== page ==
Check it out! First draft of the new graphics. Hopefully now it doesn’t look so bland. Now, on to the meat of this post. Let me introduce you to my ongoing humanitarian project, the “O’Kollow Project”. Originally, this was my capstone project for the Pre-Engineering Academy at Gordon Cooper Technology Center, but after I got quite a bit of feedback from everyone who I had talked to about the project that I needed to continue, I’ve decided to keep working on it to see where it goes.
Remember the Haiti earthquake of 2010? 1.5 million people were left homeless after that natural disaster; that’s 1,500,000 survivors with no where to live. Two years later, half a million were still without a home. Yes ladies and gents, you read that right. Two full years after the original earthquake 500,000 are still living under tarps, in the mud.Japan, 2011, another half million were left without a home there as well after the tsunami.
I don’t know ’bout you lot, but I see a problem there.
Around the 2nd year “anniversary” of the Haiti earthquake, NPR was doing a bunch of stories documenting the recovery (or lack thereof really) of Haiti. They described the conditions the people were living in; in tightly packed town squares or courtyards, in the mud, with only a tarp over their heads. There was no sanitation, and diseases were rampant. No security either, theft was common, and even reports of rape.
I did a little research as to how this could possibly have happened. I mean, we had all heard of all the Non-Government Organizations (NGO) and charities that had gone to Haiti to provide aid, and they’d had two years to get at least something done, so why hadn’t they? Here’s what I came up with. Immediately after the earthquake, of course, everyone and their dog rushed in there to “help.” It seems the first thing organizations like the Red Cross or Habitat for Humanity did was hand out a sort of “immediate reaction kit,” which consisted of a five gallon bucket with gloves, a hammer, and a tarp. This is logical, give them something immediate to get out of the rain, as well as tools to start cleaning up debris to give a place to start to rebuild.
Now here is where the problem arises. All of those organizations that went in to “help rebuild” did one of two things. A) They asked the locals what they needed to start fixing things, usually money or materials, and then said they would “be back as soon as possible with what you need,” and of course, they would never come back, or B) NGO’s that did come back to help rebuild went straight into the rebuilding permanent homes. Now imagine that, nearly every Haitian has been giving a tarp to live under “for the time being,” but that is all they have for shelter while they wait for the NGO’s to finish building their permanent homes, which as I’m sure you all can guess, a home like that isn’t build in a day or two. And with homes needed for 1.5 million survivors, you can see how the waiting list piled up, and how so many were stuck in conditions like they are today.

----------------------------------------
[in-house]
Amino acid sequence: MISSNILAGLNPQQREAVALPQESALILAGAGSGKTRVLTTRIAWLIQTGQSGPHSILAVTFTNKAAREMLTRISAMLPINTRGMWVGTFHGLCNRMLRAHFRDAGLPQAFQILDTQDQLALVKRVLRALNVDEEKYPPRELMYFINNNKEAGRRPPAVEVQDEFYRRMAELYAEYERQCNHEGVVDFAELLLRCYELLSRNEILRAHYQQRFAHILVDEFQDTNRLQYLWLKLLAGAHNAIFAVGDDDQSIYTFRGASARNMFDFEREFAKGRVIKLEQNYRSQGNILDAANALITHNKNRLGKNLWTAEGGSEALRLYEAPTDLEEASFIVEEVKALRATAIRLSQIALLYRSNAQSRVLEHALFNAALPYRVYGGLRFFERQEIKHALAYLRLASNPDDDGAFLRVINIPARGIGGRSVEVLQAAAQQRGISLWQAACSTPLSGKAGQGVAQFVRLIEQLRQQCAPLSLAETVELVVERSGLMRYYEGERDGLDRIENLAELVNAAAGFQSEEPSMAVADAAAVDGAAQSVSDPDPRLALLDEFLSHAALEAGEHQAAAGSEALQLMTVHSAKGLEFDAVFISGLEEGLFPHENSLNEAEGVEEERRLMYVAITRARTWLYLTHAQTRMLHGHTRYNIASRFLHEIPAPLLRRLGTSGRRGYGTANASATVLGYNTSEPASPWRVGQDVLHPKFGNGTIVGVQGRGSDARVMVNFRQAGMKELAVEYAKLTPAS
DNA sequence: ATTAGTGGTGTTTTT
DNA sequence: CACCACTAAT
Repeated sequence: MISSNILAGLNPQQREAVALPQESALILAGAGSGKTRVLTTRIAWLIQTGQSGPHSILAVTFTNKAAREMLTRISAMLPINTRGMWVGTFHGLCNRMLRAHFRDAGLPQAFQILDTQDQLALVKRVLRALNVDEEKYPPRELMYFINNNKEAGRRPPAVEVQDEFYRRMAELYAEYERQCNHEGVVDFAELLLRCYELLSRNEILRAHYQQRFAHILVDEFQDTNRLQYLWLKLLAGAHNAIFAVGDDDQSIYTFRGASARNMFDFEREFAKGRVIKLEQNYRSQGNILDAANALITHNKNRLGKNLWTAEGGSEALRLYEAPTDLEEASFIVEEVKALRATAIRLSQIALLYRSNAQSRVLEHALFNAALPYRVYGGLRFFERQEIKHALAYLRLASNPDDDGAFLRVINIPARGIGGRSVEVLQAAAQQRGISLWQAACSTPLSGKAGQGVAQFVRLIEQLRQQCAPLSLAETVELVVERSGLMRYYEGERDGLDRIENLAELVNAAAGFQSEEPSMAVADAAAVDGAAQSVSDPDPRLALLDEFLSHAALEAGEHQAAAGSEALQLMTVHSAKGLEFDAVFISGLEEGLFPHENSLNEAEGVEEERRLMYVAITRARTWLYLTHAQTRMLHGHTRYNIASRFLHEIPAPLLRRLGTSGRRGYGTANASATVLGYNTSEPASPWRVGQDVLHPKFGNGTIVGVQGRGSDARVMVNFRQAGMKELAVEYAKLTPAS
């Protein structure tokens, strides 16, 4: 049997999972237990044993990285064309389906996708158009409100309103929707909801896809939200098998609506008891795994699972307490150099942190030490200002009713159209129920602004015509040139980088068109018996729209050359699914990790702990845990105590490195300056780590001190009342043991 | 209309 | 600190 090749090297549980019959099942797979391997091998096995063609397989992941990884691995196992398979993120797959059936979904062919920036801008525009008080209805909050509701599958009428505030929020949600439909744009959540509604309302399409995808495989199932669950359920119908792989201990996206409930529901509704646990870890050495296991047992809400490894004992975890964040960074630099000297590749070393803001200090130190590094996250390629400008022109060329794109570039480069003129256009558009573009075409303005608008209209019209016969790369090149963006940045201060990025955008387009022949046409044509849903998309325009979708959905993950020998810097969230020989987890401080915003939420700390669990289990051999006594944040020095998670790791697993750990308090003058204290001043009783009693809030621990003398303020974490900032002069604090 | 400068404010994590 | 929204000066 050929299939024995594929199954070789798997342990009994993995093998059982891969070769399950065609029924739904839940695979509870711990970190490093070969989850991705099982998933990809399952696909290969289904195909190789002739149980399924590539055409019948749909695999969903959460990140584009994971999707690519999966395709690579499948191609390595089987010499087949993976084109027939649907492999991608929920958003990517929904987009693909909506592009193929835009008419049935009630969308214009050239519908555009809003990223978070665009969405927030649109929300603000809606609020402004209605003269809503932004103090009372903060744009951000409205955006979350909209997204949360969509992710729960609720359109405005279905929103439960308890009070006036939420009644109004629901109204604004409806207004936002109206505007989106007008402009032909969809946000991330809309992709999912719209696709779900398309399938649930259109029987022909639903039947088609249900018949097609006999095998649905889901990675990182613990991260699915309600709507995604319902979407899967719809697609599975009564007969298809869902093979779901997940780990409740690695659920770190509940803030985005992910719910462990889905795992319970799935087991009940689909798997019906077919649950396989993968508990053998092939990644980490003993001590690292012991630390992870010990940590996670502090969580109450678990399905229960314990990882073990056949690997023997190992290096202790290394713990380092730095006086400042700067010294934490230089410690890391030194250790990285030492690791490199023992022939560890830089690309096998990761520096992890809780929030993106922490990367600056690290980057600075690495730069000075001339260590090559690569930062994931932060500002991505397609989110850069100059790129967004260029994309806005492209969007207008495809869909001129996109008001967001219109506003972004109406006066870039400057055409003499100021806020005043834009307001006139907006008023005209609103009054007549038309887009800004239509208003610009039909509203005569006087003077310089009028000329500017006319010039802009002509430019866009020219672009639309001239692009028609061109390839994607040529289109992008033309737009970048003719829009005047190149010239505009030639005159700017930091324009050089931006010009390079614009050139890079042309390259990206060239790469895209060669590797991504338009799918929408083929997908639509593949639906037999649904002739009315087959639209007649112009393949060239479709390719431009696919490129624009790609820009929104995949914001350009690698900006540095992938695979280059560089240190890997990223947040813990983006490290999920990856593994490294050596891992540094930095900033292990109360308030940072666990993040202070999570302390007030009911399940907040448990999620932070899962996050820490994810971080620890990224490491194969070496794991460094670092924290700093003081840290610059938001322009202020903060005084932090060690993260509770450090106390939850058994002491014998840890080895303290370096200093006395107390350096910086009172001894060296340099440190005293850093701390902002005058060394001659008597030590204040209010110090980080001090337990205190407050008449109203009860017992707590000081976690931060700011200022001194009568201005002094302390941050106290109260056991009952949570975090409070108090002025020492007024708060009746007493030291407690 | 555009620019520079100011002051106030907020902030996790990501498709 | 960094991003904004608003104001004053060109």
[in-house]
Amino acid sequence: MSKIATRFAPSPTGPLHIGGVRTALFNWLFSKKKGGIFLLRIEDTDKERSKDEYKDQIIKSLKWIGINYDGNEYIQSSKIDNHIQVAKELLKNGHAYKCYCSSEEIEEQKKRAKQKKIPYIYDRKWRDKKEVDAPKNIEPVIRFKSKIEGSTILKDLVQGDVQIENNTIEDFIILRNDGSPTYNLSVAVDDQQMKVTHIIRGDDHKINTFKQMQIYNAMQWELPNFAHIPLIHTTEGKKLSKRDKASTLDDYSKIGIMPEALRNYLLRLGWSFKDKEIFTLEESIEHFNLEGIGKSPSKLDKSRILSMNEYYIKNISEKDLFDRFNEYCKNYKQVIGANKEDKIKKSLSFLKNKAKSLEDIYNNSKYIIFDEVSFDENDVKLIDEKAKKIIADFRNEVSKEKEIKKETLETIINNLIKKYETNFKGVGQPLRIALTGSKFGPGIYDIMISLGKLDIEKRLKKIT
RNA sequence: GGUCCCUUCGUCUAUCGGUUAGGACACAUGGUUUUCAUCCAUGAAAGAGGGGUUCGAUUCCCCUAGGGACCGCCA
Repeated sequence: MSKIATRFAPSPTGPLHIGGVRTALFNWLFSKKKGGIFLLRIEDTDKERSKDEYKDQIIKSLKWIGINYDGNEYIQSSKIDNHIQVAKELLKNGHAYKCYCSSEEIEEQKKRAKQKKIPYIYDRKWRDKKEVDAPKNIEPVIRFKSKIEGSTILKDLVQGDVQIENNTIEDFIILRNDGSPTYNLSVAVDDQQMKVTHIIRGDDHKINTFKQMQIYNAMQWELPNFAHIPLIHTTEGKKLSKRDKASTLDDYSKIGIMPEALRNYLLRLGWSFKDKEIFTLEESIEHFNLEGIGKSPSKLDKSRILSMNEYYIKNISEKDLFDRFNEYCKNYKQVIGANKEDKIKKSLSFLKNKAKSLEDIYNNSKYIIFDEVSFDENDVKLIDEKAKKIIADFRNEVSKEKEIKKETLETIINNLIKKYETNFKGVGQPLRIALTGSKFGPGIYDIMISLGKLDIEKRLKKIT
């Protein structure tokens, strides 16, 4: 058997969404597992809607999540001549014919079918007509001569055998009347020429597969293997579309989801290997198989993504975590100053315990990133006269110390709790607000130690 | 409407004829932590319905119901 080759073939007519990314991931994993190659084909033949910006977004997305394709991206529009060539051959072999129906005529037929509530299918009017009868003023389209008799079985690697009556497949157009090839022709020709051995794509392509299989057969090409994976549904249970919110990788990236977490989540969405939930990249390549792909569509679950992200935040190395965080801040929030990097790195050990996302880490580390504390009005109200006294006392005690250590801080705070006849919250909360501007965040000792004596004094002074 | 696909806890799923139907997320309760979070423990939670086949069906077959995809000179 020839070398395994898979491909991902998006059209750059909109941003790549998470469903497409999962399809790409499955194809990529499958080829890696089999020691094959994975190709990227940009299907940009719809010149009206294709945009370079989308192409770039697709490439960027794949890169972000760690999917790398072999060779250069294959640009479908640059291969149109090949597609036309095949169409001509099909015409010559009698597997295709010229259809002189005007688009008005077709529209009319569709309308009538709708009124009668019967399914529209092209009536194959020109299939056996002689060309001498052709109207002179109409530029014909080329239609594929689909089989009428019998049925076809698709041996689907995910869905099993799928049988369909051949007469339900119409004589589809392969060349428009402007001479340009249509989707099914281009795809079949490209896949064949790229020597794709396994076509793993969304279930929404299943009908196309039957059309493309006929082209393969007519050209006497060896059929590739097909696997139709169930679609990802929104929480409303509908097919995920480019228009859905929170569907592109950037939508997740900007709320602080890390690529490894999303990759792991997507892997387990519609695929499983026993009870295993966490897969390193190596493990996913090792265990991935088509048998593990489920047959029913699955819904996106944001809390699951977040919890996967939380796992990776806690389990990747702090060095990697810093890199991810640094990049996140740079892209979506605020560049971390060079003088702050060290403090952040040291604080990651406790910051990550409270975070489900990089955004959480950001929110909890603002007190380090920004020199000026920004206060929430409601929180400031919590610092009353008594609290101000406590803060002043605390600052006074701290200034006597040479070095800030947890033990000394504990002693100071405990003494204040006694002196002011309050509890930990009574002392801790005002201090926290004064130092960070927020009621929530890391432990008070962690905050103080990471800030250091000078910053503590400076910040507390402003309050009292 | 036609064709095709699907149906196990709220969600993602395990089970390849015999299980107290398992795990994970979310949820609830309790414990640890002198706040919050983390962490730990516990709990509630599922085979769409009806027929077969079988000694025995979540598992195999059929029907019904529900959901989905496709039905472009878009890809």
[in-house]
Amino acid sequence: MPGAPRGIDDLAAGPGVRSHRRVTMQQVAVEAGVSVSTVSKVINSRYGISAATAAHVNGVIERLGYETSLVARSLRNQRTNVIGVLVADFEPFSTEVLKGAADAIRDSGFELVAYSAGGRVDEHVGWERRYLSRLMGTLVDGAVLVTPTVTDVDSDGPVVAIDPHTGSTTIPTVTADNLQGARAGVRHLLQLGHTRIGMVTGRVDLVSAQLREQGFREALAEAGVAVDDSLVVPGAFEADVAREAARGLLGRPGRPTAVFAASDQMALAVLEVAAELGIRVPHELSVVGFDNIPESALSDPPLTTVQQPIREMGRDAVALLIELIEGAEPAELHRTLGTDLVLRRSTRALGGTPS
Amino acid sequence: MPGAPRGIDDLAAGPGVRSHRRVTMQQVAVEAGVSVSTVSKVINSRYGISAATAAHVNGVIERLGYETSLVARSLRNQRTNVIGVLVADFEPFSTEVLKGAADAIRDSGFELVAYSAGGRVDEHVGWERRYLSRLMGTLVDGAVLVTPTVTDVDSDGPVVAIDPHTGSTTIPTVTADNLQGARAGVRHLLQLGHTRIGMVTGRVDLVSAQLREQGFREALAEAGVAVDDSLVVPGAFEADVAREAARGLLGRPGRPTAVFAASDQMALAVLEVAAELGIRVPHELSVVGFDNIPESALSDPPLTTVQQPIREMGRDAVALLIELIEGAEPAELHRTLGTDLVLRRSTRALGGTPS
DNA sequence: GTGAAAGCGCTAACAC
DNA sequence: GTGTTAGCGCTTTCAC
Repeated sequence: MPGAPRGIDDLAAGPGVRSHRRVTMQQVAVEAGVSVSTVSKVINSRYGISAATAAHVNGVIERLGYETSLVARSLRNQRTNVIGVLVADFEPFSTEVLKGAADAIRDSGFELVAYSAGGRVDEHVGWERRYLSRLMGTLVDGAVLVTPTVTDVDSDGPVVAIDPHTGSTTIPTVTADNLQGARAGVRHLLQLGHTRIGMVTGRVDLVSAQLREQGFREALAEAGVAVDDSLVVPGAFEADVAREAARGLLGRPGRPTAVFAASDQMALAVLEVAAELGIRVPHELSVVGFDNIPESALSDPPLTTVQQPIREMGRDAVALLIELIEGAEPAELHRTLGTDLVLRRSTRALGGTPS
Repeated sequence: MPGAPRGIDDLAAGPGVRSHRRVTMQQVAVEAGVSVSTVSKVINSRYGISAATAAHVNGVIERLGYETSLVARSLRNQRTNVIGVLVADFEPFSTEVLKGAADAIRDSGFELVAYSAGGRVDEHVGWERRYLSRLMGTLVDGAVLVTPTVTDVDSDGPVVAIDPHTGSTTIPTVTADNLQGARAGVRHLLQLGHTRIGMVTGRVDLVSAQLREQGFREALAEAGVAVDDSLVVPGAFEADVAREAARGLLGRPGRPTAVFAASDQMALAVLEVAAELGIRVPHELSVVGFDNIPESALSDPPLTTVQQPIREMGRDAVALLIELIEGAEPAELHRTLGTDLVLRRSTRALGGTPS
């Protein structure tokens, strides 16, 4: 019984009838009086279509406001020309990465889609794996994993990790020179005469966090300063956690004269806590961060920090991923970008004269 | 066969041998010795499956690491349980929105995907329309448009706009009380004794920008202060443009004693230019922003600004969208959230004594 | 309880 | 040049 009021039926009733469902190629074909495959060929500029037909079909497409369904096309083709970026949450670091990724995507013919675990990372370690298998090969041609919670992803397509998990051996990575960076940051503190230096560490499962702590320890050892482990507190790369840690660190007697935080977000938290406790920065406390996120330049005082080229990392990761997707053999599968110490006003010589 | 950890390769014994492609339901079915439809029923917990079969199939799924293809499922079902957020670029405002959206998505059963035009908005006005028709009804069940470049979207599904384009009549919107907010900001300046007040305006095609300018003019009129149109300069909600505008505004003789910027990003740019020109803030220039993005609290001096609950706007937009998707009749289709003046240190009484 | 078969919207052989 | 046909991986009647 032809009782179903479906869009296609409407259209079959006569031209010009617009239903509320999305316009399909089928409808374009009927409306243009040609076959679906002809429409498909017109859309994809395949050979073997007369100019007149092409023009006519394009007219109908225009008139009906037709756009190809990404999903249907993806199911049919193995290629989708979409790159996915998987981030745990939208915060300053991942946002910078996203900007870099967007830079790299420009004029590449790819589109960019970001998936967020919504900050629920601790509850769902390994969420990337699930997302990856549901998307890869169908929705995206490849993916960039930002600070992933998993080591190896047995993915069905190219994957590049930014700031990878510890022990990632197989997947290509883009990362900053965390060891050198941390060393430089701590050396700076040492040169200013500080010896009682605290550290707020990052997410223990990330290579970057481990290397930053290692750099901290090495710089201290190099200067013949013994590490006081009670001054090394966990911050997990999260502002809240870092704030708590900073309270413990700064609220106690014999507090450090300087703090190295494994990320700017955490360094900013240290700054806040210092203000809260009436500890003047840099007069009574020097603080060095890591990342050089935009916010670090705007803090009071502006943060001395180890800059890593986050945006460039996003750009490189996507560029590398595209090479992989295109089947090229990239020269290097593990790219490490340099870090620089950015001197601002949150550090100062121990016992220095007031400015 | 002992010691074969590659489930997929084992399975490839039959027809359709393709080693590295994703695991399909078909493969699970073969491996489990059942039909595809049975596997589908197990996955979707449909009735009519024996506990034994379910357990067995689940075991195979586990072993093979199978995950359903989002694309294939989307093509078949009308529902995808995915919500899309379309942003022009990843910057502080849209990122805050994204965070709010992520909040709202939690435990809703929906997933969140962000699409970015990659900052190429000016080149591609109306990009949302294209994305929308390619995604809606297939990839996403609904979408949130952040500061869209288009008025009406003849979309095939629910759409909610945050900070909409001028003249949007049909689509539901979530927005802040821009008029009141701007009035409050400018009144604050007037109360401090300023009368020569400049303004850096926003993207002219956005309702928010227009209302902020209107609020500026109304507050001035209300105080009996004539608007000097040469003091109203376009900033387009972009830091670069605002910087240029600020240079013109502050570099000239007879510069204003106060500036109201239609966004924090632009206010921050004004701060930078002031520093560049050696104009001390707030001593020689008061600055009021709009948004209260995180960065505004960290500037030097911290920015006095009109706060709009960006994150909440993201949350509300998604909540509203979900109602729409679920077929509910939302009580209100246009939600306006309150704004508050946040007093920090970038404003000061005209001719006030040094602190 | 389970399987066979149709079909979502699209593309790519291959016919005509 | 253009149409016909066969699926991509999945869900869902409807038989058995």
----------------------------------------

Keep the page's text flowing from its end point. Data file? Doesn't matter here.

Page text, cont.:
So the problem I saw was a need for some sort of temporary shelter that:
- Could be built cheaply and quickly offsite.
- Efficiently shipped to the disaster area.
- Erected onsite within a matter of hours.
- Would provide shelter from the elements, and security from outside threats to the inhabitants.
- Would have a lifespan of roughly 2 years.
Now, I’m sure that last point made some of you think, “Huh??”, so let me explain. These shelter are supposed to be temporary, meaning I don’t want the shelters to become the permanent residencies. These are merely to provide a stepping stone between immediate reaction, and long term rebuilding. I specifically wanted to make sure these didn’t become a shanty town, and to push the inhabitants to get out and try to do better for themselves. So, I only wanted the structure to last for a couple years at most, give or take.
Well, I finally came up with a design. It’s quite simple really. It’s essentially just a plywood box. A big open room 8 foot wide by 16 foot long, with windows along the entire back and front walls, with the exception of one door on the front. The walls are built in 8′ sections so that they can be stacked for shipping, and then quickly put together on site. The interesting thing is that since the structure is essentially just a box of plywood, there doesn’t need to be much interior framing, as the plywood itself is the load bearing structure.
From the design, my friend Dugan, my dad, and I built a prototype on my parents property. We’ve been living in it over the summer for testing, seeing what might need to be tweaked or fixed, as well as how the construction process could go better. Honestly, everything has gone well so far. You can take a look at our progress from start to now on our blog at The Adventures of O’Kollow.
I suppose my next step from here is to finish my report on my findings over the summer, and try to get ahold of some organizations who would be interested in using my design. My first thought was Engineers Without Borders, but if any of you have any suggestions, please feel free to let me know!
Brief description on the title: my friend Dugan and I originally started creating a primitive camp site to go camping on out in the woods. When it came time to find a place to build the cabin, it just seemed like an appropriate place to put it, so the two projects got morphed together, and honestly, I didn’t have a name for the humanitarian project, so the campsites name just stuck.
CLARIFICATION: This project was not specifically targeted towards Haiti, though it was the most documented disaster I could find. The design however is capable of being used in many different disaster situations.